I once watched a lecture by Neil Degrasse Tyson (yes, the Neil Degrasse Tyson) and in the middle of it he said “wait just a second, I got ahead of myself here.” and took a good minute to just read his notes in front of everyone. 

His approach was that this is a normal thing that happens to normal people. Whatever. Who cares! 

If you can just approach it as a normal part of presenting, even be humorous about it, not only will it make you feel better, it will make it easier on everyone else. 

Yes, yes. The typical advice is to not bring light to your faults. But if it really feels like an elephant in the room, I find that bringing it up adds a little charm and lightness to the situation. It also makes people root for you a little bit. 

I might say something like:
“Oh my gosh, I got so excited I forgot what I was saying.”
(Bonus points for the “excited” self-talk, plus it’s a little charming.) Or even:
“My apologies, I worked so hard on this, I just want to make sure it comes out right. Let me just say this again.” 

3 – Read from your slides. 

I know. This is a public speaking no-no. 

But if all else fails, you have to do whatever it takes to get your momentum back. 

Go back one slide and literally start reading everything out loud. Your brain will shift back into gear and you’ll find your groove again in no time. 

Taking a moment to catch yourself is better than chugging along on lost footing. Everyone will forget about that awkward moment by the end. 

What to do right before your presentation if speech anxiety starts creeping in

You’re about to get up for your presentation, and there’s a feeling in your body. It’s screaming at you “WHAT ARE YOU DOING? IT’S NOT TOO LATE TO RUN AWAY!” 

And if I know anything about habits, this is where your negative self-talk takes over and steals the show. It’s here that your feelings of extreme anxiety will start. 

All you need to do is give yourself enough of an energy boost to get up there and start. The rest will take care of itself.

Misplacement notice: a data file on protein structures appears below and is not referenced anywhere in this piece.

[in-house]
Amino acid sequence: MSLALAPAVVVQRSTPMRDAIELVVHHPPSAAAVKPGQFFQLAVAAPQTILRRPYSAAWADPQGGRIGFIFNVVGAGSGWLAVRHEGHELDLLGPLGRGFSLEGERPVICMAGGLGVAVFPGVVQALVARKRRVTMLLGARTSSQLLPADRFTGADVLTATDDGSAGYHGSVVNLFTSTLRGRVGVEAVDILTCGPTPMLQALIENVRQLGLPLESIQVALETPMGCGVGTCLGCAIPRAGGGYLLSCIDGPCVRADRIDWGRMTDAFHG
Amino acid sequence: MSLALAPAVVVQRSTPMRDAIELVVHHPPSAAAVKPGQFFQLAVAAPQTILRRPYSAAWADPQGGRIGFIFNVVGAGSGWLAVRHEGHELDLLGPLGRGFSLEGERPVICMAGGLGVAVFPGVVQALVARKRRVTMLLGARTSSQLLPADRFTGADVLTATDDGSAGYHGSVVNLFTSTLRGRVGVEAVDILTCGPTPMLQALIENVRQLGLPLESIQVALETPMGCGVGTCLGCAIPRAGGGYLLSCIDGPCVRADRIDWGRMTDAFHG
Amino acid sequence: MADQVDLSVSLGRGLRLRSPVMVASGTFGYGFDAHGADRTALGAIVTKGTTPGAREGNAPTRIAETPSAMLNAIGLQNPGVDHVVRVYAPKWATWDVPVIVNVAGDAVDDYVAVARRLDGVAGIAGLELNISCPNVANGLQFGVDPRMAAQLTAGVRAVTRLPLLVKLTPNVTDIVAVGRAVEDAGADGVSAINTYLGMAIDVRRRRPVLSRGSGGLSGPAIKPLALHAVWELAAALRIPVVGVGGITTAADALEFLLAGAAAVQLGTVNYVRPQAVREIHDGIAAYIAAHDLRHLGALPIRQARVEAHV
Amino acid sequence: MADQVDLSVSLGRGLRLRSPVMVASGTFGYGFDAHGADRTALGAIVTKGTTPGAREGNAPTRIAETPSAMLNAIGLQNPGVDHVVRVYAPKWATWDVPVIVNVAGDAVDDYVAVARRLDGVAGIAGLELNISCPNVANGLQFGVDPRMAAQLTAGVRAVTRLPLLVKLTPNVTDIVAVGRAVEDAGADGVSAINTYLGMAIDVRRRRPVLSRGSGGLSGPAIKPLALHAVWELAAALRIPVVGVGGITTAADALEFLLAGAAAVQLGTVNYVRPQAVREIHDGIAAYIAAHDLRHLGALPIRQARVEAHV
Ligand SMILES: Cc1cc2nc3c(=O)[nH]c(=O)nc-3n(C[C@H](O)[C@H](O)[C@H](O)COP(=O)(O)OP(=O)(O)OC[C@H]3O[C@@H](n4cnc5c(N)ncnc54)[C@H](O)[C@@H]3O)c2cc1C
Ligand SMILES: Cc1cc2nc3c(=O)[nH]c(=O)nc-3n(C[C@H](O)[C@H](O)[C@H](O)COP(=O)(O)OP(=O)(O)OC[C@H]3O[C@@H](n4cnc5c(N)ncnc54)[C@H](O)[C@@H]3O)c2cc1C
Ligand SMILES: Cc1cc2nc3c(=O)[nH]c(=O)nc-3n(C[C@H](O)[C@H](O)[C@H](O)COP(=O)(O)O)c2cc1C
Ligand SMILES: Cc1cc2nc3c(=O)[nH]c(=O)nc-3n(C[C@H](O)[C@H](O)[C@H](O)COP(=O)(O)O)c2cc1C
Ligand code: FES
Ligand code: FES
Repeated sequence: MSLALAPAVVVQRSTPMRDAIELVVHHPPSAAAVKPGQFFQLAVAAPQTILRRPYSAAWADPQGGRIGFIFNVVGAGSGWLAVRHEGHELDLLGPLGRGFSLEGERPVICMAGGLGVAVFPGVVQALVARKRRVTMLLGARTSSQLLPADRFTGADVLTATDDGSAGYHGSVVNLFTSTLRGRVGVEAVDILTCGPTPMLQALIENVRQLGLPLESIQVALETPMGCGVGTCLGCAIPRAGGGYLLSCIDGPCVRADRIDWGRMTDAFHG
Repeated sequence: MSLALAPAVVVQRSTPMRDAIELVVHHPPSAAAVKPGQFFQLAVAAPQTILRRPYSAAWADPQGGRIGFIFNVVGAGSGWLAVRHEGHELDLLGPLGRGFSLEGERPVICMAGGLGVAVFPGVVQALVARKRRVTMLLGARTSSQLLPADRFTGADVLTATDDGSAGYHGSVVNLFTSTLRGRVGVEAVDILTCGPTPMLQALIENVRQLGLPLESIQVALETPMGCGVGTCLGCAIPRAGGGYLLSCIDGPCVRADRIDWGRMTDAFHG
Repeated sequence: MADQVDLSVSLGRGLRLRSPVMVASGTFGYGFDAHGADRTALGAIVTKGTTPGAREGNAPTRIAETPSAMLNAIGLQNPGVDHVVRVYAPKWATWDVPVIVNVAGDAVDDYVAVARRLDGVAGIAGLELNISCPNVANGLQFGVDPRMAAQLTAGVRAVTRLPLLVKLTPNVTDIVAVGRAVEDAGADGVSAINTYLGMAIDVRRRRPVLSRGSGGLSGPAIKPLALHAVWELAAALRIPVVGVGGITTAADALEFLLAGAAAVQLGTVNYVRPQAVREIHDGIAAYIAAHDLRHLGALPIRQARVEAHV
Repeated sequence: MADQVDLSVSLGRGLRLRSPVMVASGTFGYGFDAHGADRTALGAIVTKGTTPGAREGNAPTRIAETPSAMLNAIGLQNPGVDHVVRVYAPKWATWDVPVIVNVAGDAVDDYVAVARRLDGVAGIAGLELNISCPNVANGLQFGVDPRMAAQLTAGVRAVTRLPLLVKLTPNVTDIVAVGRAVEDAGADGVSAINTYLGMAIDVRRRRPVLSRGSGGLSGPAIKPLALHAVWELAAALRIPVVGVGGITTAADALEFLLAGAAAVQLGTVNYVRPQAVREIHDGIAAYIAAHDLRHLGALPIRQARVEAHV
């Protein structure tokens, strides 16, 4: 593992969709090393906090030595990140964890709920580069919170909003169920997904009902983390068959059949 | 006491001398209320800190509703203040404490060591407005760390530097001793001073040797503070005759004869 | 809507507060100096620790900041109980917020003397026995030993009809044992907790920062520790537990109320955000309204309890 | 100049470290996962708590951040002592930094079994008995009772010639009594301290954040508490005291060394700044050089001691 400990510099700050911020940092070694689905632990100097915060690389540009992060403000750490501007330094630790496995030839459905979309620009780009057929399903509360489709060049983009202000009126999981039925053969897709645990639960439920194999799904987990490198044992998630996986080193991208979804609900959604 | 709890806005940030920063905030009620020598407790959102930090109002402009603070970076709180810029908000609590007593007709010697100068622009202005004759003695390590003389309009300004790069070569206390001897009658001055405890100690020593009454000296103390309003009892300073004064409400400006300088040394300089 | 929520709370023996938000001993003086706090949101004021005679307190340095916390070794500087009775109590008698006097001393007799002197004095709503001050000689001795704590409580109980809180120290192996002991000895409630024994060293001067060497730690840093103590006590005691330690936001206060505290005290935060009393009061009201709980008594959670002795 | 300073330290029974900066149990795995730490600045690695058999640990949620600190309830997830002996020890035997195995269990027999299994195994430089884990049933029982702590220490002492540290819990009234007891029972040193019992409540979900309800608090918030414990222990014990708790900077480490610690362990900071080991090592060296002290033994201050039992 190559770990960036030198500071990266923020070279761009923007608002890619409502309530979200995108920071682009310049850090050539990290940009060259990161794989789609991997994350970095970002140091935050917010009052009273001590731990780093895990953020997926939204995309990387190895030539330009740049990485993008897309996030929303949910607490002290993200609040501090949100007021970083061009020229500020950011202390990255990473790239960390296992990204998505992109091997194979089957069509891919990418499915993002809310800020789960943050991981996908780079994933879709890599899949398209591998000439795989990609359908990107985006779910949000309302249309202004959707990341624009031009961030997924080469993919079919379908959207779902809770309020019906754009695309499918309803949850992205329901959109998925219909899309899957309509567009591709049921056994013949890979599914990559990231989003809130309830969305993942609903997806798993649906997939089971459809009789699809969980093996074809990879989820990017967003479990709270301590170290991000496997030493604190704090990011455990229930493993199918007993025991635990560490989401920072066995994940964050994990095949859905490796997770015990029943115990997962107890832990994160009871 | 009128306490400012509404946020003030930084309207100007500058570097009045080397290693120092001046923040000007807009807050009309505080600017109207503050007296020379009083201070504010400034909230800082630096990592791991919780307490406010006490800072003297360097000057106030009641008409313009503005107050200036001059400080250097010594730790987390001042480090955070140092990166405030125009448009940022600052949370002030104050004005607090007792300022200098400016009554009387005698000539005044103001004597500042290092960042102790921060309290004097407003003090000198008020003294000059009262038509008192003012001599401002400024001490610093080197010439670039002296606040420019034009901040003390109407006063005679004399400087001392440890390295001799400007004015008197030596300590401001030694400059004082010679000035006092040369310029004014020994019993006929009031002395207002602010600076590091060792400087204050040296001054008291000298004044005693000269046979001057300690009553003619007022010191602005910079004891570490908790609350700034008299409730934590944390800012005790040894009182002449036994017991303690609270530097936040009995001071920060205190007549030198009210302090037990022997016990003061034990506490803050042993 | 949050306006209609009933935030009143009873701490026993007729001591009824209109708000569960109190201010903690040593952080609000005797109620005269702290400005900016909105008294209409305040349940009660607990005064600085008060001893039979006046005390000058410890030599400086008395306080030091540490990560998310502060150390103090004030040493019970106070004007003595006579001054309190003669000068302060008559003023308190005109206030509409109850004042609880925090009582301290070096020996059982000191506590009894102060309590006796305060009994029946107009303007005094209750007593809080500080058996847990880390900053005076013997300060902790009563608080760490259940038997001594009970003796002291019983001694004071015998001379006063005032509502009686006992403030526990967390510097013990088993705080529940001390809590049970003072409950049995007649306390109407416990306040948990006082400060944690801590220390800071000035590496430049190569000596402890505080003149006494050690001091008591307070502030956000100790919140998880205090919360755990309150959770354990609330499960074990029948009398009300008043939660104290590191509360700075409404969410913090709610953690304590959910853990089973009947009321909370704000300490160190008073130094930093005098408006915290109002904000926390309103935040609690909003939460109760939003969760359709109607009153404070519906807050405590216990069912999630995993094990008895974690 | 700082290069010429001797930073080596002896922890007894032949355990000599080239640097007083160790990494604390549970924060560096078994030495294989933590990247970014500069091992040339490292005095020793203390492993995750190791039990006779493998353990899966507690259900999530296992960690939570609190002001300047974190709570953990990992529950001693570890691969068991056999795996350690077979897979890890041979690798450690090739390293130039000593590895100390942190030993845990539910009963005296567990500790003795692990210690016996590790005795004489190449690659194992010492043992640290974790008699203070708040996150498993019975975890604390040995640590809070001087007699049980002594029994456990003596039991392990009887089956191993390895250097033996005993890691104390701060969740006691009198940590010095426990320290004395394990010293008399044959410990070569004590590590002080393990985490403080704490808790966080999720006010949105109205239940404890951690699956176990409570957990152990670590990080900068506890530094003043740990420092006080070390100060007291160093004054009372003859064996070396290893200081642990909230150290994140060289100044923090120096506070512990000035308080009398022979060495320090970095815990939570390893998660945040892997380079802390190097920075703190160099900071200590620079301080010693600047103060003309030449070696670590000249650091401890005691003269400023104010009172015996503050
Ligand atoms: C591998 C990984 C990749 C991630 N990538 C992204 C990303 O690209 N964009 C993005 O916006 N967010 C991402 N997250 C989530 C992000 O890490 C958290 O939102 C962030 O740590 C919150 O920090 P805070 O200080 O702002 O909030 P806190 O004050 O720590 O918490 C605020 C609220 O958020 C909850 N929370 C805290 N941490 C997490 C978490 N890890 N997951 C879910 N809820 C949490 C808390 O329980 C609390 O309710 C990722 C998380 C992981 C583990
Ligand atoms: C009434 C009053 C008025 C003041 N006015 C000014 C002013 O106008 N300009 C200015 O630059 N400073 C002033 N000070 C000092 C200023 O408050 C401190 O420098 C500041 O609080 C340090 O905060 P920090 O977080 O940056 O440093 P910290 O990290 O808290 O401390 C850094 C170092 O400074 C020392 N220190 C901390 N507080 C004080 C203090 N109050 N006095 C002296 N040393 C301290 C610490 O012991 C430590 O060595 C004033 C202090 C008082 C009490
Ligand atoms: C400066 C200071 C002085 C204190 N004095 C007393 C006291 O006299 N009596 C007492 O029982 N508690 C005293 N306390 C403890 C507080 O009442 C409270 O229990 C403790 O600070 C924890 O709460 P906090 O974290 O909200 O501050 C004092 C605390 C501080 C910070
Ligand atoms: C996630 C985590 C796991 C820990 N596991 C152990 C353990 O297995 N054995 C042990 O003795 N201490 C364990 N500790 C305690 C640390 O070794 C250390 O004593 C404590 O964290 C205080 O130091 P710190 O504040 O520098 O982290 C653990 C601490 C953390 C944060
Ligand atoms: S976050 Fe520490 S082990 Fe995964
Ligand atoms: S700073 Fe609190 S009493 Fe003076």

I go into great detail about this in my stage fright guide, but here’s the quick recap. 

1 – Channel your inner Beyonce

Sometimes you need to borrow someone else’s confidence until you get into your own groove. 

And by the way, it doesn’t have to be Beyonce – most people choose to channel their boss. 

2 – Power Poses

Your body language actually lends you confidence and calms your inner anxiety. 

3 – Say “Im excited”

One way to convert the energy of stage fright into stage presence is to trick your brain by saying “I’m excited!” over and over again.

The physical sensations are almost the same – blushing, tingling, a pounding heart – might as well call it excitement and present from that headspace. 


What to do the day of your presentation

Speaking of headspace, If you have a presentation or an important meeting, the earlier you can get in the zone, the better! 

See also: High-energy checklist for your next presentation 

  • Start your day with some exercise to get you energized.
  • Wear something that makes you feel super confident and professional.
  • Listen to songs that pump you up (I like “This Girl is on Fire” by Alicia Keys) 
  • Try to stay away from people or things that drain you or bring you down.
  • Make sure all the tech is set up and you won’t have to troubleshoot on the spot. (Sounds obvious, but give it your final stamp of approval.) 

Also, eat like you would normally, try to get really good sleep, and avoid alcohol the day before (and day of.) 

How to prepare and rehearse to manage speech anxiety

You won’t have time to feel anxious while you’re getting prepared. 


Make a killer presentation

If you know you have killer content, it makes it that much easier to get excited to deliver it. 

As soon as you know you’ll be presenting, start creating your talk. 

Use these guides and go from there:
How to start your speech to get your audience ENERGIZED
How to end a speech to inspire ACTION
Speech transitions to NOT LOSE your audience


I know I’ll get flak for this, but I’m saying it anyway.

It may help you to write your speech out word for word. Not to “read from a script” but rather to slow down while creating it. 

I also recommend recording yourself – it puts on the same pressure as being in front of people PLUS you can give yourself feedback!


This is a huge component of my coaching. Visualize yourself in the space you’ll be presenting. From the moment you get up to the moment you sit back down. 

I also recommend visualizing things going wrong – including a brain freeze – so that you can practice snapping out of it with the tips above. 

I truly hope this helps. 

I want you to know that you only have to overcome this once for it to really stick. And then, just like Alicia Keys promises, you’ll always be on FIRE!

Leave me a comment if any of this rings true for you.